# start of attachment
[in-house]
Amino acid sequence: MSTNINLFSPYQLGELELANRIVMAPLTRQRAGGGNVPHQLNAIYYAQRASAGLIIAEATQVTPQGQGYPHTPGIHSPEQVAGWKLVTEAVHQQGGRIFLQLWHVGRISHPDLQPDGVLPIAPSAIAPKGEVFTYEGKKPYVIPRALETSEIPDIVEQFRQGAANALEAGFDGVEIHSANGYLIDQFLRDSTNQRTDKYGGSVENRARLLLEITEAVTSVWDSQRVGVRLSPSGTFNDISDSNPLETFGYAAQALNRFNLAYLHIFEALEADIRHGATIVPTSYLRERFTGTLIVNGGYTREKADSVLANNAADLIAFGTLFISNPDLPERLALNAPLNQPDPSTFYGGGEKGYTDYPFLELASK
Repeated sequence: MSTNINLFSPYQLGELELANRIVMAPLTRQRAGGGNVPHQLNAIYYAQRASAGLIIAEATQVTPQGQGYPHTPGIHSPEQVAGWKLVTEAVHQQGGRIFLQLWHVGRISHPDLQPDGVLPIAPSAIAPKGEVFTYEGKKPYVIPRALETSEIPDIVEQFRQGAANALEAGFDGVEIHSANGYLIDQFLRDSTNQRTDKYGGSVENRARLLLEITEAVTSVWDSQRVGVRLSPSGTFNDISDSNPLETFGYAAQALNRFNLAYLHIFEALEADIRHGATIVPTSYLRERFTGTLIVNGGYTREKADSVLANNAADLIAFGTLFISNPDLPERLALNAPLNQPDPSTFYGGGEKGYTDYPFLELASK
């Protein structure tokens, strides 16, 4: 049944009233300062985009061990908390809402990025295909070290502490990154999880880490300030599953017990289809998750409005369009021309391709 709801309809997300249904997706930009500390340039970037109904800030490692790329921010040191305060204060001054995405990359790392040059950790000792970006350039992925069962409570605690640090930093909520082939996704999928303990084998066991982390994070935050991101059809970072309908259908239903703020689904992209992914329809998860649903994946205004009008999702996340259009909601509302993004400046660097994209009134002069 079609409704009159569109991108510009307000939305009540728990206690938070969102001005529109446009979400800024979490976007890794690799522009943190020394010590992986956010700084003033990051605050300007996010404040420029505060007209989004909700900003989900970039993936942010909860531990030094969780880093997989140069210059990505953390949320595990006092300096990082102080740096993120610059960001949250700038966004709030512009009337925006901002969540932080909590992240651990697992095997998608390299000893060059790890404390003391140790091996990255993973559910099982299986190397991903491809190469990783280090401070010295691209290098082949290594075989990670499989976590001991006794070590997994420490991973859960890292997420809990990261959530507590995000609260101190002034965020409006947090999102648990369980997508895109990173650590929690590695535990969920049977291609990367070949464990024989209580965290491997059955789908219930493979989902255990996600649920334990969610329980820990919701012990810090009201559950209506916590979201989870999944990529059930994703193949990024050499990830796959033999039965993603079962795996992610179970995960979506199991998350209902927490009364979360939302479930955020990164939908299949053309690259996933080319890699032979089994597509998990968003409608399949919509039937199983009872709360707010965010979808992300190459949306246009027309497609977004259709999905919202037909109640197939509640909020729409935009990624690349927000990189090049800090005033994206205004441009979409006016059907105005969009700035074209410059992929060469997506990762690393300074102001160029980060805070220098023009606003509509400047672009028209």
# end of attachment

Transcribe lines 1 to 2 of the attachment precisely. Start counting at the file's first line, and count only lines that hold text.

[in-house]
Amino acid sequence: MSTNINLFSPYQLGELELANRIVMAPLTRQRAGGGNVPHQLNAIYYAQRASAGLIIAEATQVTPQGQGYPHTPGIHSPEQVAGWKLVTEAVHQQGGRIFLQLWHVGRISHPDLQPDGVLPIAPSAIAPKGEVFTYEGKKPYVIPRALETSEIPDIVEQFRQGAANALEAGFDGVEIHSANGYLIDQFLRDSTNQRTDKYGGSVENRARLLLEITEAVTSVWDSQRVGVRLSPSGTFNDISDSNPLETFGYAAQALNRFNLAYLHIFEALEADIRHGATIVPTSYLRERFTGTLIVNGGYTREKADSVLANNAADLIAFGTLFISNPDLPERLALNAPLNQPDPSTFYGGGEKGYTDYPFLELASK